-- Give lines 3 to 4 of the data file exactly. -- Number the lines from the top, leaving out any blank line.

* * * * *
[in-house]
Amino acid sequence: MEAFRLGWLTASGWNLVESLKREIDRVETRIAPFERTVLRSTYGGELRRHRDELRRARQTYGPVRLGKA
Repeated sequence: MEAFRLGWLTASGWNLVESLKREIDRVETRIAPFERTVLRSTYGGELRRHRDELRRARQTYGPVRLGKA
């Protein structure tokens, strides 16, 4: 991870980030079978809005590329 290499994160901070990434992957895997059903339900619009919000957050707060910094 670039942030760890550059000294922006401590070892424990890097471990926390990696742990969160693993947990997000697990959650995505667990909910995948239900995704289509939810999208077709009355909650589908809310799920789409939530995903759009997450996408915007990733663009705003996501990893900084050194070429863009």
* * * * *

Repeated sequence: MEAFRLGWLTASGWNLVESLKREIDRVETRIAPFERTVLRSTYGGELRRHRDELRRARQTYGPVRLGKA
């Protein structure tokens, strides 16, 4: 991870980030079978809005590329 290499994160901070990434992957895997059903339900619009919000957050707060910094 670039942030760890550059000294922006401590070892424990890097471990926390990696742990969160693993947990997000697990959650995505667990909910995948239900995704289509939810999208077709009355909650589908809310799920789409939530995903759009997450996408915007990733663009705003996501990893900084050194070429863009």